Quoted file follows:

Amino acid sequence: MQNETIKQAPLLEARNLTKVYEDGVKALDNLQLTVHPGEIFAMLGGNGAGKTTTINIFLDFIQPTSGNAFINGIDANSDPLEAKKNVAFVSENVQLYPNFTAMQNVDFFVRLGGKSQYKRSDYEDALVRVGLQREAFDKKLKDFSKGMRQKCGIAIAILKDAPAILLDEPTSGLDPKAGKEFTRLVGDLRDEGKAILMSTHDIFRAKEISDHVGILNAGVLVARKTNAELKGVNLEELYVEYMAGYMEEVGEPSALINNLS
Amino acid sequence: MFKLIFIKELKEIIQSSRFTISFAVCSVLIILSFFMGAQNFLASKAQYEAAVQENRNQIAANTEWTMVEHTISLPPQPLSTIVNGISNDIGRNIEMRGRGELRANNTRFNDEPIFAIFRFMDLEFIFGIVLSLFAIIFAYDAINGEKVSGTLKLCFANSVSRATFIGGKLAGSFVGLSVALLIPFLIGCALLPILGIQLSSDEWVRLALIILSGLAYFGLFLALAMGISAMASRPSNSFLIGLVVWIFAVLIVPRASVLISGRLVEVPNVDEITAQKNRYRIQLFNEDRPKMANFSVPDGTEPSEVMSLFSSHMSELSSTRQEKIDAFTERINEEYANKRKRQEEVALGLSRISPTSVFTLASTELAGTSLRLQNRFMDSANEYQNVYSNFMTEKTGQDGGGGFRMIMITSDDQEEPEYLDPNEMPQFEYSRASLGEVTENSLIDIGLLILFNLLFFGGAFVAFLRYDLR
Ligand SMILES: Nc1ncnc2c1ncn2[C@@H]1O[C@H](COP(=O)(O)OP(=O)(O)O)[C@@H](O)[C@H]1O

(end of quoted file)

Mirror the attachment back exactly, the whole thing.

Amino acid sequence: MQNETIKQAPLLEARNLTKVYEDGVKALDNLQLTVHPGEIFAMLGGNGAGKTTTINIFLDFIQPTSGNAFINGIDANSDPLEAKKNVAFVSENVQLYPNFTAMQNVDFFVRLGGKSQYKRSDYEDALVRVGLQREAFDKKLKDFSKGMRQKCGIAIAILKDAPAILLDEPTSGLDPKAGKEFTRLVGDLRDEGKAILMSTHDIFRAKEISDHVGILNAGVLVARKTNAELKGVNLEELYVEYMAGYMEEVGEPSALINNLS
Amino acid sequence: MFKLIFIKELKEIIQSSRFTISFAVCSVLIILSFFMGAQNFLASKAQYEAAVQENRNQIAANTEWTMVEHTISLPPQPLSTIVNGISNDIGRNIEMRGRGELRANNTRFNDEPIFAIFRFMDLEFIFGIVLSLFAIIFAYDAINGEKVSGTLKLCFANSVSRATFIGGKLAGSFVGLSVALLIPFLIGCALLPILGIQLSSDEWVRLALIILSGLAYFGLFLALAMGISAMASRPSNSFLIGLVVWIFAVLIVPRASVLISGRLVEVPNVDEITAQKNRYRIQLFNEDRPKMANFSVPDGTEPSEVMSLFSSHMSELSSTRQEKIDAFTERINEEYANKRKRQEEVALGLSRISPTSVFTLASTELAGTSLRLQNRFMDSANEYQNVYSNFMTEKTGQDGGGGFRMIMITSDDQEEPEYLDPNEMPQFEYSRASLGEVTENSLIDIGLLILFNLLFFGGAFVAFLRYDLR
Ligand SMILES: Nc1ncnc2c1ncn2[C@@H]1O[C@H](COP(=O)(O)OP(=O)(O)O)[C@@H](O)[C@H]1O